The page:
General News

The Grimké Sisters

The Heyward-Washington House, Abolition, & Image Creation The exhibition case featuring the Grimké Sisters in The Charleston Museum. In its 250 years standing on Church Street, one of the most impactful occupants of the Heyward-Washington House may have also been its youngest: Sarah Grimké (1792-1873). She and her sister, Angelina…

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General News

More than a Signer: The Military Career of Thomas Heyward, Jr.

Thomas Heyward, Jr., 1746-1809 Many know Thomas Heyward, Jr. as a signer of the Declaration of Independence, but less well-known is his service as a soldier during the American Revolutionary War. Heyward was deeply involved in the revolutionary movement in South Carolina, both politically and militarily, however. He was elected…

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General News

The Heyward-Washington House as a Boarding House, 1819-1861

The interpretation at the Heyward-Washington House has mainly focused on the ownership and occupation of the Milners, Heywards, Grimkés, and Fuselers. Because the earlier and later periods, some revealed only by archaeology, are less well-known, we were delighted to host an internship by Judith Arendall who is pursuing a graduate…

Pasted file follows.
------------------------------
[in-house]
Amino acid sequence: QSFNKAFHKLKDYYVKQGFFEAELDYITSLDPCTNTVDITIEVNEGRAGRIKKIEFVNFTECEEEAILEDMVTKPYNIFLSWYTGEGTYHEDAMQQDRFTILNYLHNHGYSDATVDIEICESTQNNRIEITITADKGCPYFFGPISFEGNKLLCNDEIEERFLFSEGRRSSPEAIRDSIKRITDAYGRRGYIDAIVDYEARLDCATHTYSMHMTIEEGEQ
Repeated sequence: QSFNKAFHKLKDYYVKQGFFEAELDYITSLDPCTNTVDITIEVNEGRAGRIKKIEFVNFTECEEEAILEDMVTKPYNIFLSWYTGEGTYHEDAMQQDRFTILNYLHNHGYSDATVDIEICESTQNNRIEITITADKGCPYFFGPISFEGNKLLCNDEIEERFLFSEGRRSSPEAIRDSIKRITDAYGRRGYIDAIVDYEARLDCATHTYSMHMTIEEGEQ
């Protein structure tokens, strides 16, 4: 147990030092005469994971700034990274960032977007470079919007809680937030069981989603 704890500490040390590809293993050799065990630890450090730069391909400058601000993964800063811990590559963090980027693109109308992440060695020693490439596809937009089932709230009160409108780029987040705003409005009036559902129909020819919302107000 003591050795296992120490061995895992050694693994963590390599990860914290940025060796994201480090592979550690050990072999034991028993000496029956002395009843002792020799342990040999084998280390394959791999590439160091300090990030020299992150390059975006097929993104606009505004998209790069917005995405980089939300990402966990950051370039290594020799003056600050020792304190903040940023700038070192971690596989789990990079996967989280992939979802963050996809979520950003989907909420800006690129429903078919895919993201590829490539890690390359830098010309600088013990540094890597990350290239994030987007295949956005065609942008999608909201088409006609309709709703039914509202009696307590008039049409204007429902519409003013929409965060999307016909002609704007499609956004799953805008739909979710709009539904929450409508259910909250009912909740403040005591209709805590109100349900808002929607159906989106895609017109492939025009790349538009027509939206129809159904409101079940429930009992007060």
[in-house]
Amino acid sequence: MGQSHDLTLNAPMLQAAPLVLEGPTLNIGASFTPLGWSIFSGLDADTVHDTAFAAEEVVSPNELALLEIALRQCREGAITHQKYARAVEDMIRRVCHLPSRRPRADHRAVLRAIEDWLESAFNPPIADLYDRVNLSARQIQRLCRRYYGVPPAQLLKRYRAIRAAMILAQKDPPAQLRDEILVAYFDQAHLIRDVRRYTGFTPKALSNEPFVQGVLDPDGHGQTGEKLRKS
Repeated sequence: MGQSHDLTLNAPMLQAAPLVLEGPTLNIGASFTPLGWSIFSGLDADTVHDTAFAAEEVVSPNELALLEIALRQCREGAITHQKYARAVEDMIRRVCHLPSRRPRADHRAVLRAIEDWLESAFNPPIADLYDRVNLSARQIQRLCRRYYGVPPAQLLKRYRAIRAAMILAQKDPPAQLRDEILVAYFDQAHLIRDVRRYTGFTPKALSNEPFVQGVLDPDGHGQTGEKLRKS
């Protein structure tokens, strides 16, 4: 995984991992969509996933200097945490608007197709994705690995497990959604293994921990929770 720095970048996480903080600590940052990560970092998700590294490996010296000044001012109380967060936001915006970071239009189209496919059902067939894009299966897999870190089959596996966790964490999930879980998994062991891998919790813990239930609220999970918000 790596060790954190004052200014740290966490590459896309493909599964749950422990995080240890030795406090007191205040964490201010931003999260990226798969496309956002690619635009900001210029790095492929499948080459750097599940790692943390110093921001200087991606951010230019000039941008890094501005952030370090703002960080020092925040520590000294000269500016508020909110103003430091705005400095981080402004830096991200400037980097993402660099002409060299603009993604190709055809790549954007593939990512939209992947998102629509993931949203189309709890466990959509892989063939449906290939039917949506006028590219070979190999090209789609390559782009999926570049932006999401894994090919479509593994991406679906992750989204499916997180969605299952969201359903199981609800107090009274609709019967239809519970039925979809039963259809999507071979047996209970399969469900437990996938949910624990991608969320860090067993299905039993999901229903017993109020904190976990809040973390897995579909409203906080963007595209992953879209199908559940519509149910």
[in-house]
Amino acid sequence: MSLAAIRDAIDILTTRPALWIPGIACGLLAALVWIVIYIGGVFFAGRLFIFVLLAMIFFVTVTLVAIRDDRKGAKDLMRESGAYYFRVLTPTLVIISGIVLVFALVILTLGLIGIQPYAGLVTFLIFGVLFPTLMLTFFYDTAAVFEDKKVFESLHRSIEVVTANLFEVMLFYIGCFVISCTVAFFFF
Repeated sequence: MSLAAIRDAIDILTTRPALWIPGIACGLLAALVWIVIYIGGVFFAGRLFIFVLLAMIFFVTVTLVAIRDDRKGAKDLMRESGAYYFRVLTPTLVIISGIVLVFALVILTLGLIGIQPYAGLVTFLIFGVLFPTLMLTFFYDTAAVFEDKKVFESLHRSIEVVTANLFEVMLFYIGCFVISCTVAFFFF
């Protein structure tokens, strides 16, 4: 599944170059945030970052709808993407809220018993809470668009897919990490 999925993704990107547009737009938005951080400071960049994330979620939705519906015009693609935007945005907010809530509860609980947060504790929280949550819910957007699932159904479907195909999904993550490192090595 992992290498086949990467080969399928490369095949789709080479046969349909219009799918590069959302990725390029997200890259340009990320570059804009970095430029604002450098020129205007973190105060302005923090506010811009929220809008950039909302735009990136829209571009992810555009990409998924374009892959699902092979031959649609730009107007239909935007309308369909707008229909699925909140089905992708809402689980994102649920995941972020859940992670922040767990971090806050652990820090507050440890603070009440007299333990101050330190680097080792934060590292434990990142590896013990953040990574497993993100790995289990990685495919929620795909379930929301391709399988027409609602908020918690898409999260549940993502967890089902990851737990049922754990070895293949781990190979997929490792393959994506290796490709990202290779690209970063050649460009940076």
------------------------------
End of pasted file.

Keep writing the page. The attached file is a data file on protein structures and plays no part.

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General News

Saving the Heyward-Washington House

In the 1920s, the Heyward-Washington House was at risk. Though considered “a preservationist’s nightmare” it was actually a historic property that Charleston could ill afford to lose, particularly its Georgian-style interiors. The house was completed in 1772 for Thomas Heyward Jr. and his new wife Elizabeth Mathews Heyward. The Heywards…

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General News

A Rouletted Colonware Sherd from the Heyward-Washington House

Map of features in the Heyward-Washington yard, by Sarah Platt Much has been written about the archaeological excavations at the Heyward-Washington House, and the artifacts recovered from the digs. Elaine Herold’s excavations of the kitchen, privy, work yard, driveway, and main house cellar in the 1970s produced one of the…

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